Water share with Brady and weeds tops council

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TEAR IT DOWN  — The Cargill elevator in Collins was being prepped to be torn down.  The Cargill has been around for close to a century and is finally being demolished.  What a piece of history.  I-O Photo by Adam Jerome



By Buck Traxler, I-O Editor

Discussion of the Brady water project and the draft of a new weed ordinance were the hot topics on the agenda of the city council this past week.

However, before the meeting took place, after the Pledge of Allegiance was said, the mayor asked for a moment of silence to remember those who died in the attack on Pearl Harbor on Dec. 7, 1941, 68 years ago.

With the problems that Brady has with its water, an engineering firm came in to look at the situation. Six alternatives were looked at with Conrad being the best and actually the only one that was viable.

Now that the city pumps water from a deep pool at Lake Frances it would not be a real problem to supply water to Brady, approximately 16 million gallons a year. There would be about 115 new water connections in Brady.

It was asked if there would be any cost to Conrad in this project. Mayor John Shevlin commented, “We’ve said from the beginning there would be no cost to Conrad,” and, “If there are problems, Conrad is taken care of first.”

There is a new ordinance covering weeds which is presently a work in progress.

When finished, it will establish the duty of a landowner and/or property owner to remove unkempt vegetation, allow the city to mow it down and provide penalties.

The new draft also allows for grass, over eight inches in height to be included and costs to have the city remove weeds and penalties will be stiffer than before.

The new draft will be up for discussion at the next council meeting on Dec. 21. “It’s a long way to summer, but we need to take care of this,” commented the mayor.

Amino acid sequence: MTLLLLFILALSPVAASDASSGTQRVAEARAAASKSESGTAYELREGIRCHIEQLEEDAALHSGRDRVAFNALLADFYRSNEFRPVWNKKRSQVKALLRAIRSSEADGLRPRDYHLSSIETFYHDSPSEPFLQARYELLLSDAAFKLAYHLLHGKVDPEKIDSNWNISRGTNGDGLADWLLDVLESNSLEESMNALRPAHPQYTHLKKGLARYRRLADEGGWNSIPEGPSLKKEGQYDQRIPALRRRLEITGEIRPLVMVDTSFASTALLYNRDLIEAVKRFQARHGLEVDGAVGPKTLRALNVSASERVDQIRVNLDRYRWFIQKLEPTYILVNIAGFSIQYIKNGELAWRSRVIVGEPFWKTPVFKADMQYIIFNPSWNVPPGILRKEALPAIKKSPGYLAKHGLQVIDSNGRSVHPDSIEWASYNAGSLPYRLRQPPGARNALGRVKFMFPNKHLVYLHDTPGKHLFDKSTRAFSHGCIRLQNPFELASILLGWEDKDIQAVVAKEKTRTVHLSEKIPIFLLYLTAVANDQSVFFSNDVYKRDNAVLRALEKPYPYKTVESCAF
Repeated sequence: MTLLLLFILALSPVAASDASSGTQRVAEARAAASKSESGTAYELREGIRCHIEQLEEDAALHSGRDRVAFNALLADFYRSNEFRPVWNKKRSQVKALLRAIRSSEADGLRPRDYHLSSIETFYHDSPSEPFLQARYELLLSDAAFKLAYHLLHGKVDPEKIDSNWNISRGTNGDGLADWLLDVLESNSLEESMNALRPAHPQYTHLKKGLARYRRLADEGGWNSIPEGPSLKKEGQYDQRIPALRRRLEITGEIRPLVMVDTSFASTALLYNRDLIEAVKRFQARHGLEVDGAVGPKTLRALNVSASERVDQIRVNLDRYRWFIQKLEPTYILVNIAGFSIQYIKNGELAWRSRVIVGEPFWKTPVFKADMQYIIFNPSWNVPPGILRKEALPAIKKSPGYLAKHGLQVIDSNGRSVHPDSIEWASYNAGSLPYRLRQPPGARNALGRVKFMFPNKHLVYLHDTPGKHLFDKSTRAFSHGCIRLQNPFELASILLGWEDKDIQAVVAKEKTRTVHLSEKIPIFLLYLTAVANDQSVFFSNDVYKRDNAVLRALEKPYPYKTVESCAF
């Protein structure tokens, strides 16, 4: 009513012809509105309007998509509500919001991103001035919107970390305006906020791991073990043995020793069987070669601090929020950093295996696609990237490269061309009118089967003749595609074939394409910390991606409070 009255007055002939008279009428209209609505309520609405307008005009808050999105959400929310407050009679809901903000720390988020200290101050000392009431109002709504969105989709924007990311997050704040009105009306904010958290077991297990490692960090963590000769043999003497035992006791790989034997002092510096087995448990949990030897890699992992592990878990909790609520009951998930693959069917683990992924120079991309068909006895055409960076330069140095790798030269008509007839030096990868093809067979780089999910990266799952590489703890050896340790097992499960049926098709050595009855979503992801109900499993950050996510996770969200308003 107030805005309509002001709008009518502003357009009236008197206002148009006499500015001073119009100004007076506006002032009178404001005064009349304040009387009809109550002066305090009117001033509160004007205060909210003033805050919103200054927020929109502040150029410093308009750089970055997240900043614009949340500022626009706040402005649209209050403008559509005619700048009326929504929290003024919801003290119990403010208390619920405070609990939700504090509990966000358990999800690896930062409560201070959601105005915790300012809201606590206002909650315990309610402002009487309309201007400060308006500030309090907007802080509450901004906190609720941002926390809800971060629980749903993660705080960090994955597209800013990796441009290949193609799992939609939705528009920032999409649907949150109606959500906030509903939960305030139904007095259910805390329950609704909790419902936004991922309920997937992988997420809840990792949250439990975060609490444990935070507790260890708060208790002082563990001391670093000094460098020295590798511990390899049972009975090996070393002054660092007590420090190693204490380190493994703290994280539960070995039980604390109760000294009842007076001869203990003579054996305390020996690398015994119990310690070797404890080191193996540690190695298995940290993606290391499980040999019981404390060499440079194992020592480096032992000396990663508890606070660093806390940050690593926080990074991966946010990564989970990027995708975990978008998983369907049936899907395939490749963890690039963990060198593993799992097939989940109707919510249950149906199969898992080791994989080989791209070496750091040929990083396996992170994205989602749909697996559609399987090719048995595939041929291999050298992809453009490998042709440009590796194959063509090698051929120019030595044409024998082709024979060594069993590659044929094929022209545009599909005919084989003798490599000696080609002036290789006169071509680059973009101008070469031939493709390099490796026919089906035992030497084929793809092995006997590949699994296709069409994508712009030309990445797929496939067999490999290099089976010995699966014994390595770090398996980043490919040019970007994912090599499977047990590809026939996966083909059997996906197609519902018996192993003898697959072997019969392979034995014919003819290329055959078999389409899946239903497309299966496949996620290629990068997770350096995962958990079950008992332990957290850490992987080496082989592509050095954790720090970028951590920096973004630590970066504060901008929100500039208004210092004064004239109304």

Business permits were passed, and they included one at 4 North Delaware for basement insulation and window replacement, another at 702 S. Michigan for windows, and one at 20 N. Iowa for a driveway. All were passed..

Council members authorized using Denning-Downey and Associates, PC of Kalispell to do the city audit for a cost of $8,950. It was noted that Choteau pays a firm $15,000 for their audit and the county pays out over $23,000 for their audit to be done.

The use of Norley Hall in January was OK’ed by council by MMIA for regional training of elected officials.

Janet Spears was appointed to the library board. A change order, the third one, for Morrison and Maierle for the wastewater project was OK’ed.

There was discussion on city health insurance, but no action taken and an Arbor Day proclamation, with a day to be determined in May was passed (tree planting).

There was concern, presented through councilwoman Karla Breding about the sidewalk at the Pondera Valley Lutheran Church. The church is actually responsible for the sidewalk that runs to the street.

Chief Gary Dent reported that the Police Department received 141 calls in November. Some, but not all, included three domestic situations, four accidents, two thefts, 22 animal related calls, and five rides home were given among others. He also recommened Patrolman Andre Harris for promotion and that was passed by the council..

Rick Anderson reported that a yearly inspection from the DEQ was done, fire hydrants have been pumped out, a number of his crew have been sick, they are helping in snow removal and a ruptured water pipe was fixed.

Cheryl Curry of the Pondera Regional Port Authority told the council that a house in Brady has been purchased which will be demolished and replaced with a manufactured house.

She met with mayor-elect of Valier, Mackenzie Gray, to discuss the growth policy. It included new councilman Rod Christiaens as well.

There were two meetings with the North Central Regional Water group in November and Mary  Heller, an office staffer with Rep. Denny Rehberg in Washington, D.C. will be a new manager.

The section from Conrad to Brady and Dutton has been designated a top priority due to water quality issues in those communities.

Editor’s note: Parts of this story are from the Nov. 16 meeting and the current Dec. 7 meeting.

The next regular meeting of the city council will be on Dec. 21 at 7:30 p.m. in city hall at 411-1/2 S. Main Street. The public is always invited and encouraged to attend.